Pixies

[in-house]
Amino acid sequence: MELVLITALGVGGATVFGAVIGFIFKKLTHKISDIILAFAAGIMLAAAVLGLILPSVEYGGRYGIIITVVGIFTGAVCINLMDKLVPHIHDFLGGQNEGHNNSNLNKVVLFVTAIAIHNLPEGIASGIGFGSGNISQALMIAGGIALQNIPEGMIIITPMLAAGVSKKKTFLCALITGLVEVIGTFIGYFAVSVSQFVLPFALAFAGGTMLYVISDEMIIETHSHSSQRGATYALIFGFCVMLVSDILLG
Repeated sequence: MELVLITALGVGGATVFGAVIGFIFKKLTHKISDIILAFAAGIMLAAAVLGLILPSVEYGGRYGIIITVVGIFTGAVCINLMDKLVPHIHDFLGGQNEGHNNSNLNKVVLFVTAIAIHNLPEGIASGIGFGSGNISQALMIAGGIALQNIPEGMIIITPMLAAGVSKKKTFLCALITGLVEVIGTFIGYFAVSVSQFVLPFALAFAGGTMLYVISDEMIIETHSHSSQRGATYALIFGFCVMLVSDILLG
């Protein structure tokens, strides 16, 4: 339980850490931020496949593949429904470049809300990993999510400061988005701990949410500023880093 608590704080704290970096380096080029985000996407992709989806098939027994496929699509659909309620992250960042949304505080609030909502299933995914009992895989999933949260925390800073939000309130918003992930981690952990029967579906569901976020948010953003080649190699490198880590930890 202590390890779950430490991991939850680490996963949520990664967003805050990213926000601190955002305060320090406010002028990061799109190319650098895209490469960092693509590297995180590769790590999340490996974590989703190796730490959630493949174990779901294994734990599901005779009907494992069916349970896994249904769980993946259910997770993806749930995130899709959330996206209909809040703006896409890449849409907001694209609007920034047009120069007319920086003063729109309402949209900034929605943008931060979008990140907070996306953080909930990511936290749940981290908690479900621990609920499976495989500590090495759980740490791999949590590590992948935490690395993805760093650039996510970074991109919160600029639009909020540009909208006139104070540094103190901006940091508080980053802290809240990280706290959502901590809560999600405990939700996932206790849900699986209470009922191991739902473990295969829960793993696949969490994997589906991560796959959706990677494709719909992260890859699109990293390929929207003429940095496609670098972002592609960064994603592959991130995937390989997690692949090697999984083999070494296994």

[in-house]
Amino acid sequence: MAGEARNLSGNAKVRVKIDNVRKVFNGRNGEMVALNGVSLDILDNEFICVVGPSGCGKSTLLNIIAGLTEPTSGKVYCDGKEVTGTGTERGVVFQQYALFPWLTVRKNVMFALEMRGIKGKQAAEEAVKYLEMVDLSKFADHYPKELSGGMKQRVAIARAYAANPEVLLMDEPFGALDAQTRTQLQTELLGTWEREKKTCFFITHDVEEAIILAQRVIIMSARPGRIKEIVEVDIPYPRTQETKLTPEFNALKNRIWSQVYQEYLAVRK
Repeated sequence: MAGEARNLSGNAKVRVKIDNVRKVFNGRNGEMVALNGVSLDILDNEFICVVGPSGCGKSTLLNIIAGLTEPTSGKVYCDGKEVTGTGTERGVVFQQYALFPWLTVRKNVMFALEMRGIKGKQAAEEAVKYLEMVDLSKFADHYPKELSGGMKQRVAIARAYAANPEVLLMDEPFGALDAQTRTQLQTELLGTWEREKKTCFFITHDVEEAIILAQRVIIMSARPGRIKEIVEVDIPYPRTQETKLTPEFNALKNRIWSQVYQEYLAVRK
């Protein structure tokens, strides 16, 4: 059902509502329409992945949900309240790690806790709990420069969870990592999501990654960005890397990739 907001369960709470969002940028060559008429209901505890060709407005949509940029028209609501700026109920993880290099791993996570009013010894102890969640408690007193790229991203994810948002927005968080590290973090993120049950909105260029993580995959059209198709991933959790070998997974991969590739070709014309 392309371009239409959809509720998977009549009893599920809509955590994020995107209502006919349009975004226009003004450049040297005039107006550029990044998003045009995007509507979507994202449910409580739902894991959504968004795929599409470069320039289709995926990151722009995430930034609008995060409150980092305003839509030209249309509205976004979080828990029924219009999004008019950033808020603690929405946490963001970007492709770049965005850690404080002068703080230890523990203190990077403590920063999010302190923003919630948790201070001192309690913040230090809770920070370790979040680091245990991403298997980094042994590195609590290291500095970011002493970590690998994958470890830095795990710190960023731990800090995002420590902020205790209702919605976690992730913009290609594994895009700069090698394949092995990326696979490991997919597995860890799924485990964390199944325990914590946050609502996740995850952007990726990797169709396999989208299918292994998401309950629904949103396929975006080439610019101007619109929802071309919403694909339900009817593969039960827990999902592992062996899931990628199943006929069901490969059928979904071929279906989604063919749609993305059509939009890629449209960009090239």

In 1987, back when alt-rock was called "college rock," the Pixies loomed large, like a bizarre crossbreeding of pop sensibilities, art-rock conceptualism and nasty guitar riffs. The elements of their sound — songwriter Black Francis' shrieking vocals, bassist Kim Deal's predatory bass lines, guitarist Joey Santiago's piercing leads and drummer David Lovering's unforgiving beats — were discernible, but they added up to something unprecedented and inexplicable, so fierce, and so weird. Their influence was far-reaching and disparate: Fans have included everyone from Kurt Cobain, who considered himself a Pixies rip-off artist, to Papa Roach, who cover the band's "Gouge Away" on their latest album. The Pixies' first record, an EP called Come On Pilgrim, comprised songs from an early Boston recording session. Pixies collects all the other songs taped in that session, most of which were later rerecorded and appeared on Pixies albums or singles. Even today, against a backdrop of rap rock and new metal, the frenzied riffs on "Broken Face" sound like really pissed-off birds; the previously unreleased "Rock A My Soul" screams, lurches and lives up to its title, and the prowling "Subbacultcha" resembles a recording of some sort of basement carnivore who just can't wait to eat live rockboy. The nine tracks on Pixies clock in at just over eighteen minutes, so the CD comes off as a sketch of an unvarnished, restless band, coolly bashing out its world-domination plan, standing on the verge of getting it on.